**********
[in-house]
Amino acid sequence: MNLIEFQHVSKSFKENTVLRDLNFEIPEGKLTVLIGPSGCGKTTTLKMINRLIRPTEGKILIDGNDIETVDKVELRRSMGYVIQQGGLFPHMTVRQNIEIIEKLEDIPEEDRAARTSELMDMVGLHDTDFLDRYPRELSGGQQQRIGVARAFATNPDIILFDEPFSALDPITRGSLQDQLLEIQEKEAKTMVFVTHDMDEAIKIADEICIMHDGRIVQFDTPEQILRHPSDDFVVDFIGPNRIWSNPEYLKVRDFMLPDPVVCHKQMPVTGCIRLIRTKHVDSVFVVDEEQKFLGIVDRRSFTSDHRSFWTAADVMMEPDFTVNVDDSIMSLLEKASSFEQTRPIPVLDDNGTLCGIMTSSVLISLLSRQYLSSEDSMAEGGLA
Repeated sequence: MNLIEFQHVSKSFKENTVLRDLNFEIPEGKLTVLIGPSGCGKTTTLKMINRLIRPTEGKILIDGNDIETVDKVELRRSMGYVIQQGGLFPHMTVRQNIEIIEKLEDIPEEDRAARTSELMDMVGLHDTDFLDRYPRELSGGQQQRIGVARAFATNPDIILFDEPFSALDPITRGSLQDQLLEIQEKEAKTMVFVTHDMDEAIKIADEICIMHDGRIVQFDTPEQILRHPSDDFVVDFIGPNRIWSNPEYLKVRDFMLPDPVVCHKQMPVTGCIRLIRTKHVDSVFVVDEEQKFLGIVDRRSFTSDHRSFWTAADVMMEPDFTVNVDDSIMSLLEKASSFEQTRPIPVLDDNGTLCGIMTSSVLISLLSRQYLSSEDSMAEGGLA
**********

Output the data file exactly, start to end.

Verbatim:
[in-house]
Amino acid sequence: MNLIEFQHVSKSFKENTVLRDLNFEIPEGKLTVLIGPSGCGKTTTLKMINRLIRPTEGKILIDGNDIETVDKVELRRSMGYVIQQGGLFPHMTVRQNIEIIEKLEDIPEEDRAARTSELMDMVGLHDTDFLDRYPRELSGGQQQRIGVARAFATNPDIILFDEPFSALDPITRGSLQDQLLEIQEKEAKTMVFVTHDMDEAIKIADEICIMHDGRIVQFDTPEQILRHPSDDFVVDFIGPNRIWSNPEYLKVRDFMLPDPVVCHKQMPVTGCIRLIRTKHVDSVFVVDEEQKFLGIVDRRSFTSDHRSFWTAADVMMEPDFTVNVDDSIMSLLEKASSFEQTRPIPVLDDNGTLCGIMTSSVLISLLSRQYLSSEDSMAEGGLA
Repeated sequence: MNLIEFQHVSKSFKENTVLRDLNFEIPEGKLTVLIGPSGCGKTTTLKMINRLIRPTEGKILIDGNDIETVDKVELRRSMGYVIQQGGLFPHMTVRQNIEIIEKLEDIPEEDRAARTSELMDMVGLHDTDFLDRYPRELSGGQQQRIGVARAFATNPDIILFDEPFSALDPITRGSLQDQLLEIQEKEAKTMVFVTHDMDEAIKIADEICIMHDGRIVQFDTPEQILRHPSDDFVVDFIGPNRIWSNPEYLKVRDFMLPDPVVCHKQMPVTGCIRLIRTKHVDSVFVVDEEQKFLGIVDRRSFTSDHRSFWTAADVMMEPDFTVNVDDSIMSLLEKASSFEQTRPIPVLDDNGTLCGIMTSSVLISLLSRQYLSSEDSMAEGGLA